13:29 GMT21 October 2020
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    Washington is reportedly planning a series of actions targeting Chinese trade, cyber and economic policies in order to pressure Beijing to change its practices.

    The moves reportedly were contemplated for months by a handful of federal agencies, senior administration officials told the New York Times. The sources said that the new measures are expected to be announced as early as this Wednesday amid the growing concern that China will not change its practices of allegedly hacking and setting up trade barriers for American imports.

    READ MORE: Judge Grants Bail to Huawei CFO Charged With Defrauding US

    The action was reportedly coordinated by Robert Lighthizer, the United States trade representative, and several other administration officials. They were frustrated and unconvinced by China’s promises of sweeping changes to its treatment of American intellectual property and technology transfer as well as its commitment to increase its purchases of American goods.

    The Justice Department is preparing to announce the indictments of several hackers that the United States believes worked for the Chinese government and have targeted American companies for years, according to a government official briefed on the plan this week, cited by the NYT. Also, the Commerce Department could release new rules for Chinese semiconductors and could possibly set up new boundaries for Chinese companies seeking to obtain telecommunications components, a senior American official with knowledge of the plans said.

    The administration plans to keep the campaign of pressure on China to ensure that Beijing lives up to the commitments that President Trump and President Xi Jinping of China agreed to during a G20 meeting in Buenos Aires earlier this month, following an agreement on a 90-day trade truce.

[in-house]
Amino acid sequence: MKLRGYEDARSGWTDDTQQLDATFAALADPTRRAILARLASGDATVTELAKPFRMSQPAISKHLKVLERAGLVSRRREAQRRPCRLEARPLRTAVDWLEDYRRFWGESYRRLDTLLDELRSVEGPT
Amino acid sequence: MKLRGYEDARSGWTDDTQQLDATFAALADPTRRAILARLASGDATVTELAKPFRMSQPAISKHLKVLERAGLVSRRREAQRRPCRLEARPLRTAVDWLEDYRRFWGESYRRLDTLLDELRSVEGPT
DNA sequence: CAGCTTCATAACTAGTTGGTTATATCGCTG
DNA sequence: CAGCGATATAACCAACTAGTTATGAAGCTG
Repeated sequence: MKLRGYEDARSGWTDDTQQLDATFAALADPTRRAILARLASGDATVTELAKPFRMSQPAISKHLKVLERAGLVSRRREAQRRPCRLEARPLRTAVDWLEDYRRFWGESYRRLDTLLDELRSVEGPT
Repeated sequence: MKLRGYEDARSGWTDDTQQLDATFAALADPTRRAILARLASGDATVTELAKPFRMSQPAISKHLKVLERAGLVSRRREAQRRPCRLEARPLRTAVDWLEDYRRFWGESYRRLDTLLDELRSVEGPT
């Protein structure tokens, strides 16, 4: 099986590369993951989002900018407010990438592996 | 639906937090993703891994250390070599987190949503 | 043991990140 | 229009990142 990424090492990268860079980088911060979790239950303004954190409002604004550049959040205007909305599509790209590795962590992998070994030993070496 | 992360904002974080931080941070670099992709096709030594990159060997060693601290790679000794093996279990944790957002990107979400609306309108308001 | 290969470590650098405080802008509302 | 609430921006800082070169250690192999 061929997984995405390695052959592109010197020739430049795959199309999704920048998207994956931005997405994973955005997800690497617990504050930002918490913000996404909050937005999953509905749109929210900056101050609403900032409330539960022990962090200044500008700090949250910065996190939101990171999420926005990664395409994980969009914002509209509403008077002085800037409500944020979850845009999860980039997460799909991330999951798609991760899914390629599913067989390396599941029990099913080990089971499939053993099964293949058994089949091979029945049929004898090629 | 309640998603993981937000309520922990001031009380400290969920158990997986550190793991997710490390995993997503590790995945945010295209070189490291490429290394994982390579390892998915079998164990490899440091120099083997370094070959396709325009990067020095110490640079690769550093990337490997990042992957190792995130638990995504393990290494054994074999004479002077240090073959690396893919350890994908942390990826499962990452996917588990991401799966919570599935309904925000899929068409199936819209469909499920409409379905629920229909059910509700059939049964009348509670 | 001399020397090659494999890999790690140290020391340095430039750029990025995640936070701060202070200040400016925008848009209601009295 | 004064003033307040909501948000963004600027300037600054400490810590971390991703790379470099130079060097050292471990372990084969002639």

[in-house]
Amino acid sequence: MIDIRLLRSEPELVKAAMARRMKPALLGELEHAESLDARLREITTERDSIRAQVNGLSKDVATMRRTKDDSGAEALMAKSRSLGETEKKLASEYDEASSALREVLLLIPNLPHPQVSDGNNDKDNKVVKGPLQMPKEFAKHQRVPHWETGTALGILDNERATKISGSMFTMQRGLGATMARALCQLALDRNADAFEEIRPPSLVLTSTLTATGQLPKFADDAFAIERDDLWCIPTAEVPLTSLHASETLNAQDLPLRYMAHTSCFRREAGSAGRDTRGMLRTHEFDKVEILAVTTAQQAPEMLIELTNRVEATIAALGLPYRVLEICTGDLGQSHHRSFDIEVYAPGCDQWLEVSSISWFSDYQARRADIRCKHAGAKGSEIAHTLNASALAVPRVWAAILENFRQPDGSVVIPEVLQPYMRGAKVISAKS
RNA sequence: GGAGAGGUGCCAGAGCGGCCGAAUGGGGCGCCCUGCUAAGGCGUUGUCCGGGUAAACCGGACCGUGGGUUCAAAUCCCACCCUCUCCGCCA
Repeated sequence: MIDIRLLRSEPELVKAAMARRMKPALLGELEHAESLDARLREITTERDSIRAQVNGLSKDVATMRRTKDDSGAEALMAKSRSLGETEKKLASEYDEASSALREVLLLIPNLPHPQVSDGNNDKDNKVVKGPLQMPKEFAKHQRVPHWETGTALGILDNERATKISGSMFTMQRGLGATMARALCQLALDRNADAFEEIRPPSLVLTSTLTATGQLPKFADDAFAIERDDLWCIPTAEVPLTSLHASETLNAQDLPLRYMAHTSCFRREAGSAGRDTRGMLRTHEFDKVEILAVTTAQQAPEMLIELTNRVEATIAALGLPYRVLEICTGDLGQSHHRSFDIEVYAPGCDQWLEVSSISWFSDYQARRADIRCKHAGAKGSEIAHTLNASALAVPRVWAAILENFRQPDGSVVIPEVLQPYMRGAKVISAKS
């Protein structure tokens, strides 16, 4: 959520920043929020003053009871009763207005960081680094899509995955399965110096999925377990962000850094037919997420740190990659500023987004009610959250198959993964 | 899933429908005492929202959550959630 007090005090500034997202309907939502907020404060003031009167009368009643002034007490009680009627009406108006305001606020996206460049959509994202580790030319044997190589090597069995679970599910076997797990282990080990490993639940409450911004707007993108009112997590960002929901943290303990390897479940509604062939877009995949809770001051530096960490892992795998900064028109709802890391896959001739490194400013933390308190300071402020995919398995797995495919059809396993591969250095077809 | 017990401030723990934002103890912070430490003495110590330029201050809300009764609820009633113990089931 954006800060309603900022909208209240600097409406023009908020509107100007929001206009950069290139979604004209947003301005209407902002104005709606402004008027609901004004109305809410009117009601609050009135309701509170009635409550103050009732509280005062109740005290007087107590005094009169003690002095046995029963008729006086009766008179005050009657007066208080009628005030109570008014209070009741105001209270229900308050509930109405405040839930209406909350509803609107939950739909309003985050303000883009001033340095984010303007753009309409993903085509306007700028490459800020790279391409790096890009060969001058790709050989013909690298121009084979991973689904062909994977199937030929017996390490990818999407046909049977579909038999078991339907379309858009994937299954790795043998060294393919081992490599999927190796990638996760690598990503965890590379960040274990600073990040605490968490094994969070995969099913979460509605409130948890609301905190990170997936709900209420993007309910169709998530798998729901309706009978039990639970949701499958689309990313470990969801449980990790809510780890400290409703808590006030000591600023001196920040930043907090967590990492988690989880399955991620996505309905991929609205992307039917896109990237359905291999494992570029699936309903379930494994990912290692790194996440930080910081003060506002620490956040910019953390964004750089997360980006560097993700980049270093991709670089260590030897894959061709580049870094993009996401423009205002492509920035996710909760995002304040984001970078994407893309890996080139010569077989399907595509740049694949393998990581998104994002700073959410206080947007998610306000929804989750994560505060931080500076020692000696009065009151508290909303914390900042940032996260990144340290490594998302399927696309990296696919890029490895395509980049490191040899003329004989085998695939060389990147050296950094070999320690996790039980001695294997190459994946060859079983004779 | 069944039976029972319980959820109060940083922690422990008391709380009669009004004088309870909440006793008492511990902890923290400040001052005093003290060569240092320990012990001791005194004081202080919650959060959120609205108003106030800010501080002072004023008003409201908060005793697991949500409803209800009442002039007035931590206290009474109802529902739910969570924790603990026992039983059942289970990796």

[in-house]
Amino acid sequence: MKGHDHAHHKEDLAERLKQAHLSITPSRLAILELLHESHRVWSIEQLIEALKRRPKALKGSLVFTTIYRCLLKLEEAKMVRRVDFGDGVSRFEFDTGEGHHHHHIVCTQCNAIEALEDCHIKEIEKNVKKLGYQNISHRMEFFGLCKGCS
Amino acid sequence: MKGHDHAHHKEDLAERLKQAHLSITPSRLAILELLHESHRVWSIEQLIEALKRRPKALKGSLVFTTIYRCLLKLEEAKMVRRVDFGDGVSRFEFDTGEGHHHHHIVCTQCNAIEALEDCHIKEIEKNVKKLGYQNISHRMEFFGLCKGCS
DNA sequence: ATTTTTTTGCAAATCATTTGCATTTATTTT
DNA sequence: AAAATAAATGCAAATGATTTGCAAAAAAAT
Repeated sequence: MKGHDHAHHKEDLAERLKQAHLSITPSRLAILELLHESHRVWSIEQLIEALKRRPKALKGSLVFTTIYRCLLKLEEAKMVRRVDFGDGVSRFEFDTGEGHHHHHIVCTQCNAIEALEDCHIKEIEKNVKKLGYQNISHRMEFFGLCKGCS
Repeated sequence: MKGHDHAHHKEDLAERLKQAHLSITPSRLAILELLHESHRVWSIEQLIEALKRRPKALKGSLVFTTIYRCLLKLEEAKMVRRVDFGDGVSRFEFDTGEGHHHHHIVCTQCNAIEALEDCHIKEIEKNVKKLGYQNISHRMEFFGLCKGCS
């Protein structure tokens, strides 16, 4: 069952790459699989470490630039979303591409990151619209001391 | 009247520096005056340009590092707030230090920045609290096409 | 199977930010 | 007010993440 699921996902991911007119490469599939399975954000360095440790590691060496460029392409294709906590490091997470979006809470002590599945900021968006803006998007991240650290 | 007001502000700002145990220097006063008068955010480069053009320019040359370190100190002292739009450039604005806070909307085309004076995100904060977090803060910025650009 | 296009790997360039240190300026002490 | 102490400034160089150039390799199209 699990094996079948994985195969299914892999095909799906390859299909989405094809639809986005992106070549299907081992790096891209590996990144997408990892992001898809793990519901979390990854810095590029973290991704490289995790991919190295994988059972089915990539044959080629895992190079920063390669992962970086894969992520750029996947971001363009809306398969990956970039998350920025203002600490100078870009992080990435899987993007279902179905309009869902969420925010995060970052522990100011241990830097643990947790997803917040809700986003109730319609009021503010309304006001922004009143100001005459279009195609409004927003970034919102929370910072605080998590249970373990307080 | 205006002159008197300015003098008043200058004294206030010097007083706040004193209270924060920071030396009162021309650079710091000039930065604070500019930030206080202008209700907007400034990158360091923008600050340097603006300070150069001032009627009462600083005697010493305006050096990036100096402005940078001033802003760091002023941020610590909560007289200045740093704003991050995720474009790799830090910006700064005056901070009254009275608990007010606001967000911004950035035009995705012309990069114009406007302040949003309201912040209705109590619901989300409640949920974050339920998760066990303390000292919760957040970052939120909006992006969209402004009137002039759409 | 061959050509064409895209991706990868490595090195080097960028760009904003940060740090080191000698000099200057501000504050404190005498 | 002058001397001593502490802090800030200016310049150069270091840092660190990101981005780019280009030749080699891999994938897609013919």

Administration officials believe that adding pressure on China will allow the US to have leverage in negotiations with Beijing, introducing a proper mechanism for punishing China that could lead to changes in their counterpart’s behaviour.

    However, this approach reportedly might backfire on the US considering that high-profile tech executives and others with ties to China’s Ministry of State Security have become a target for investigation. The recent arrest of Meng Wanzhou, the chief financial officer of Huawei, a Chinese telecommunications company, has reportedly enraged China, which has accused the United States and Canada of violating human rights. On Tuesday, the International Crisis Group said that one of its employees, a former Canadian diplomat, has been detained in China. The disappearance of the former diplomat, Michael Kovrig, reportedly could further raise the tensions between China and Canada.

    The trade negotiations between both sides are now centred around an agreement that involves a commitment by China to increase purchases of American goods and services by $1.2 trillion over the next several years. The US President on Tuesday called the talks “very productive”. Trump also had expressed optimism around the talks, saying to “watch for some important announcements.”

    The Chinese Commerce Ministry announced that Liu He, Chinese senior economist, took part in a telephone call with Steven Mnuchin, the US treasury secretary, and Lighthizer to discuss plans for future meetings to roll out a final version of a trade pact. The sides are hoping to reach an agreement by the March 1, 2019 deadline.

    White House officials declined to comment as to whether the situation surrounding the Huawei chief financial officer was discussed in the phone call. US officials have previously stressed that the issue with Meng Wanzhou is completely separate from the trade negotiations and that they hoped that it wouldn’t interfere with the economic discussions.

    “This is a criminal justice matter,” Lighthizer said in an interview with CBS on Sunday. “It is totally separate from anything that I work on or anything that the trade policy people in the administration work on.”

    On Tuesday evening Canadian judge has granted bail for Meng Wanzhou. Also, the US President Donald Trump said less than an hour after Meng's bail was set that he would intervene in her case if it served US national security interests or helped the US and China reach a trade agreement.


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    tariff war, US-China trade war, sanctions, US Commerce Department, Meng Wanzhou, Liu He, Robert Lighthizer, Donald Trump, China, United States
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